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I'm creating a fake stock market type database and the Transaction table needs some sort of logic to enforce certain rules. Here's the Transaction table I'm using:

Id  AccountId   Action  Qty Price   Amount
1   1           SELL    30  $1.00   $30.00
2   2           BUY     30  $1.00   -$30.00
3   1           SELL    20  $2.00   $40.00
4   3           BUY     20  $2.00   -$40.00
5   3           DEPOSIT            $100.00

As you can see here BUY/SELL Actions must have a Qty and Price and an Amount that should be calculated. The DEPOSIT action doesn't require Qty or Price because thats just a user putting money into an Account table

I was thinking of using some sort of trigger to do this. Is there a better practice?

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Imo a check constraint would be preferable. –  StuartLC Sep 8 '12 at 18:06
1  
Since buys, sells and deposits have different requirements, one could argue that you should use separate tables tailored to the requirements of each. That would normalize the design and allow simple constraints on the columns. A trigger would be appropriate if you wanted to prevent shorting stocks, i.e. selling a block of stock that you don't hold. –  HABO Sep 8 '12 at 18:37
    
@HABO - Is there a particular pattern for this type of thing? I feel as though a single table for all transactions makes most sense since I have other tables referencing it. I also have a trigger setup for the Account table that updates the balance –  Ryan Sep 8 '12 at 19:33
1  
triggers are bad practice. if you can make deposit(depositid, amount) as different table and QTY adn PRICE as NOT NULL FIELDS that will make easier. –  naathon Sep 8 '12 at 20:42
    
Mixing different data in a single table is a judgement call. Something like Addresses where some entries have two lines of street address, some have an apartment number, ..., are pretty easy to handle by allowing NULLs appropriately. When you start getting into buy/sell transactions having a price, quantity, commission, fees, lot number(s), transaction and settlement dates, ... vs a deposit or withdrawal, it looks like they are different enough to warrant separate tables. A few JOINs and UNIONs are easier to handle than a bunch of rules based on the contents of a column. –  HABO Sep 9 '12 at 1:12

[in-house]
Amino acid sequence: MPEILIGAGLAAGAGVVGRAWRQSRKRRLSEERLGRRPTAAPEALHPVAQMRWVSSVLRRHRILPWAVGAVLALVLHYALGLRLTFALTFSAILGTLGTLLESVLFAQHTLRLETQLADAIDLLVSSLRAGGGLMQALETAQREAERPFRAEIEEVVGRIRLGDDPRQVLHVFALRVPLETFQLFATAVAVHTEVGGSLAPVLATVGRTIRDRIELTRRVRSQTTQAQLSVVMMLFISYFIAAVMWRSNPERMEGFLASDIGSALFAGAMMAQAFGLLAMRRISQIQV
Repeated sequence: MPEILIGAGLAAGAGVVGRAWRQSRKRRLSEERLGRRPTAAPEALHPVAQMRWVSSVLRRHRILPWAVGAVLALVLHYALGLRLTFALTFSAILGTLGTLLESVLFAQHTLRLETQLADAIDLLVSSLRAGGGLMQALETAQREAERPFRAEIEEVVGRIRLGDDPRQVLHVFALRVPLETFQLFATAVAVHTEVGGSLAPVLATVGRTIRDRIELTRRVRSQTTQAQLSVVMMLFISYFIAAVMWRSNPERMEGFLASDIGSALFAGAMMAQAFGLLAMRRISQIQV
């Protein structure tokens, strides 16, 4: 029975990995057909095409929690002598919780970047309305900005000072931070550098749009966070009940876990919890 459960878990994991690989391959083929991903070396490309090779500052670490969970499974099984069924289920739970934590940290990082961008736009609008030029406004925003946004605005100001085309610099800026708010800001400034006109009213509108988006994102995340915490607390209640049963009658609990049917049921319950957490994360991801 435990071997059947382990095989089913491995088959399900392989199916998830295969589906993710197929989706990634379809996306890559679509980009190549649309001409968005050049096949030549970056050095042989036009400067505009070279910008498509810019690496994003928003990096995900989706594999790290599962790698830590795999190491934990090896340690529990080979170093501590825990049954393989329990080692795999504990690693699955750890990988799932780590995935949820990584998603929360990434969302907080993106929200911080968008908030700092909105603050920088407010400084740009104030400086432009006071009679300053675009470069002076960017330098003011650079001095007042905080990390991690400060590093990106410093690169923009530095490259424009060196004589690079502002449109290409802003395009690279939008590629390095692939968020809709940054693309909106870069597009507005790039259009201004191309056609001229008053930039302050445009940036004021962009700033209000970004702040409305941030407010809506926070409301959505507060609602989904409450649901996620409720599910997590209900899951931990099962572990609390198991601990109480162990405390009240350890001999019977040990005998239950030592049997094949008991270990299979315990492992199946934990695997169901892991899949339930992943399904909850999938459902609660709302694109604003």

1 Answer 1

up vote 1 down vote accepted

Tested in SQL Server 2012. (Stock symbols are omitted.)

create table stock_transactions (
  trans_id integer primary key,
  trans_ts datetime not null default current_timestamp,
  account_id integer not null, -- references accounts, not shown

  -- char(1) keeps the table narrow, while avoiding a needless
  -- join on an integer. 
  -- (b)uy, (s)ell, (d)eposit
  action char(1) not null check (action in ('b', 's', 'd')),

  qty integer not null check (qty > 0),

  -- If your platform offers a special data type for money, you
  -- should probably use it. 
  price money not null check (price > cast(0.00 as money)),

  -- Assumes it's not practical to calculate amounts on the fly
  -- for many millions of rows. If you store it, use a constraint
  -- to make sure it's right. But you're better off starting
  -- with a view that does the calculation. If that doesn't perform
  -- well, try an indexed view, or (as I did below) add the 
  -- "trans_amount" column and check constraint, and fix up
  -- the view. (Which might mean just including the new "trans_amount"
  -- column, or might mean dropping the view altogether.)
  trans_amount money not null,

  -- Only (b)uys always result in a negative amount.
  check ( 
    trans_amount = (case when action = 'b' then qty * price * (-1)
                         else                   qty * price
                    end )
  ),

  -- (d)eposits always have a quantity of 1. Simple, makes logical 
  -- sense, avoids NULL and avoids additional tables.
  check ( 
    qty = (case when action = 'd' then 1 end)
  )
);

insert into stock_transactions values
(1, current_timestamp, 1, 's', 30,   1.00,   30.00),
(2, current_timestamp, 2, 'b', 30,   1.00,  -30.00),
(3, current_timestamp, 1, 's', 20,   2.00,   40.00),
(4, current_timestamp, 3, 'b', 20,   2.00,  -40.00),
(5, current_timestamp, 3, 'd',  1, 100.00,  100.00);

But look at what happened. Now that we've added deposits as a type of transaction, this is no longer a table of stock transactions. Now it's more like a table of account transactions.

You'll need more than a CHECK constraint to make sure that an account has enough in it to buy whatever the account holder wants to buy.

In SQL Server, decisions about clustered indexes are important. Give that some thought and testing. I'd expect you to query often on account id numbers.

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